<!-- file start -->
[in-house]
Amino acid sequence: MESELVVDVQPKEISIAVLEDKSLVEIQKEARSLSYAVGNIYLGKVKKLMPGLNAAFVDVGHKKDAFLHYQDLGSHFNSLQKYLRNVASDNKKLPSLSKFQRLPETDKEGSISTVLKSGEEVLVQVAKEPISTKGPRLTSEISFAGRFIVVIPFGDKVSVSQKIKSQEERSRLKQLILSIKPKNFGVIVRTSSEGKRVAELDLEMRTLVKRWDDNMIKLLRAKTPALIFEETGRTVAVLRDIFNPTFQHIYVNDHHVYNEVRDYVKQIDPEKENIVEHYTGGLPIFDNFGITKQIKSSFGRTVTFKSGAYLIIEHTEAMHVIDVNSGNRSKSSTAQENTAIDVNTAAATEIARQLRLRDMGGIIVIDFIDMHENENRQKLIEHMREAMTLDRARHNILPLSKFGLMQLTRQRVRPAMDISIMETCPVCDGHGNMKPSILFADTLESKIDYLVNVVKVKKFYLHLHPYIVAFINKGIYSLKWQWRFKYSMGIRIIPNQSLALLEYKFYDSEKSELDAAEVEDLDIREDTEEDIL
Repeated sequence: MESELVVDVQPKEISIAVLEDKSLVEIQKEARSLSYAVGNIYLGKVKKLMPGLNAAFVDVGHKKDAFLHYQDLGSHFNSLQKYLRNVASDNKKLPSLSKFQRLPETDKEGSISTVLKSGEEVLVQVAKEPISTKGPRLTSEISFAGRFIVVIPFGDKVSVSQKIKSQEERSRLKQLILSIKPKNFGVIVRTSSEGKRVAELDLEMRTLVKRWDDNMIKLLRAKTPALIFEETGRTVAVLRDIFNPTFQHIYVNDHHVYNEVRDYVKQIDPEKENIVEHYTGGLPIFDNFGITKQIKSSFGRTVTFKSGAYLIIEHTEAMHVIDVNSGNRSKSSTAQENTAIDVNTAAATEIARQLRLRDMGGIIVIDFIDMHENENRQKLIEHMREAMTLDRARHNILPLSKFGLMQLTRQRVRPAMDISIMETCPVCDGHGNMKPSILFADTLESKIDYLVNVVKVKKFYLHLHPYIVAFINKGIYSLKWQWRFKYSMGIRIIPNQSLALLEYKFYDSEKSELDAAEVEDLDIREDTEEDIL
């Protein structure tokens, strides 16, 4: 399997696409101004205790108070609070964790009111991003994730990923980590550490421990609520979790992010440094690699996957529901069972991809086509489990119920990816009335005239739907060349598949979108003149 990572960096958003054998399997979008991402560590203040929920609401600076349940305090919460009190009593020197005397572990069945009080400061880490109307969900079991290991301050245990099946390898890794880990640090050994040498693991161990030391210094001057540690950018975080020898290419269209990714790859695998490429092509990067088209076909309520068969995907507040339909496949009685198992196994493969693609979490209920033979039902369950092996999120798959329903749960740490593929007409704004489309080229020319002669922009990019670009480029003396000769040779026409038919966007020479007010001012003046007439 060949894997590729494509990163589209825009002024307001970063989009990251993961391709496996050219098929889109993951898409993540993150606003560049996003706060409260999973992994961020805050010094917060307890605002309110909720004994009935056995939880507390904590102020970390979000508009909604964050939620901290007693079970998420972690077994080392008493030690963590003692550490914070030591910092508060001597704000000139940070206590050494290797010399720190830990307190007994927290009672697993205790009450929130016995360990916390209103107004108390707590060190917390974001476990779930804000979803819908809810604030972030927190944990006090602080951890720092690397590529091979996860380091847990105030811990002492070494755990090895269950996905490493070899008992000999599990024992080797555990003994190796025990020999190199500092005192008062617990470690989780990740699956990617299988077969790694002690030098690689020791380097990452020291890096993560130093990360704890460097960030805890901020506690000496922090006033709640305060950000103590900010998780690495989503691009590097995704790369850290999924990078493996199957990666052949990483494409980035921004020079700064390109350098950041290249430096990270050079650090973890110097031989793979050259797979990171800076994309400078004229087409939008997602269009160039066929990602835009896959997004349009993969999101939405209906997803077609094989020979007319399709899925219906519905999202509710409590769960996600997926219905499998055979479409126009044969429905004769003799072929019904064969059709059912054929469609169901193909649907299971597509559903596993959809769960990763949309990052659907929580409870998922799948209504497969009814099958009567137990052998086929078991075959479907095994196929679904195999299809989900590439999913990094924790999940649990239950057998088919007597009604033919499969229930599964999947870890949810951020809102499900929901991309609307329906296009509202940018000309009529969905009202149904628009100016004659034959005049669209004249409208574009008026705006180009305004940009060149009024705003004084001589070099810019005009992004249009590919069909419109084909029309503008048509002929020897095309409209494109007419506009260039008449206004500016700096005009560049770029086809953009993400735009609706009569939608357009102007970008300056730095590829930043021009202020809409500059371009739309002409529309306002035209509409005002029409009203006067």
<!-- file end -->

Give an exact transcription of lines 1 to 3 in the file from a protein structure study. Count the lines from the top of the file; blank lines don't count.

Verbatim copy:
[in-house]
Amino acid sequence: MESELVVDVQPKEISIAVLEDKSLVEIQKEARSLSYAVGNIYLGKVKKLMPGLNAAFVDVGHKKDAFLHYQDLGSHFNSLQKYLRNVASDNKKLPSLSKFQRLPETDKEGSISTVLKSGEEVLVQVAKEPISTKGPRLTSEISFAGRFIVVIPFGDKVSVSQKIKSQEERSRLKQLILSIKPKNFGVIVRTSSEGKRVAELDLEMRTLVKRWDDNMIKLLRAKTPALIFEETGRTVAVLRDIFNPTFQHIYVNDHHVYNEVRDYVKQIDPEKENIVEHYTGGLPIFDNFGITKQIKSSFGRTVTFKSGAYLIIEHTEAMHVIDVNSGNRSKSSTAQENTAIDVNTAAATEIARQLRLRDMGGIIVIDFIDMHENENRQKLIEHMREAMTLDRARHNILPLSKFGLMQLTRQRVRPAMDISIMETCPVCDGHGNMKPSILFADTLESKIDYLVNVVKVKKFYLHLHPYIVAFINKGIYSLKWQWRFKYSMGIRIIPNQSLALLEYKFYDSEKSELDAAEVEDLDIREDTEEDIL
Repeated sequence: MESELVVDVQPKEISIAVLEDKSLVEIQKEARSLSYAVGNIYLGKVKKLMPGLNAAFVDVGHKKDAFLHYQDLGSHFNSLQKYLRNVASDNKKLPSLSKFQRLPETDKEGSISTVLKSGEEVLVQVAKEPISTKGPRLTSEISFAGRFIVVIPFGDKVSVSQKIKSQEERSRLKQLILSIKPKNFGVIVRTSSEGKRVAELDLEMRTLVKRWDDNMIKLLRAKTPALIFEETGRTVAVLRDIFNPTFQHIYVNDHHVYNEVRDYVKQIDPEKENIVEHYTGGLPIFDNFGITKQIKSSFGRTVTFKSGAYLIIEHTEAMHVIDVNSGNRSKSSTAQENTAIDVNTAAATEIARQLRLRDMGGIIVIDFIDMHENENRQKLIEHMREAMTLDRARHNILPLSKFGLMQLTRQRVRPAMDISIMETCPVCDGHGNMKPSILFADTLESKIDYLVNVVKVKKFYLHLHPYIVAFINKGIYSLKWQWRFKYSMGIRIIPNQSLALLEYKFYDSEKSELDAAEVEDLDIREDTEEDIL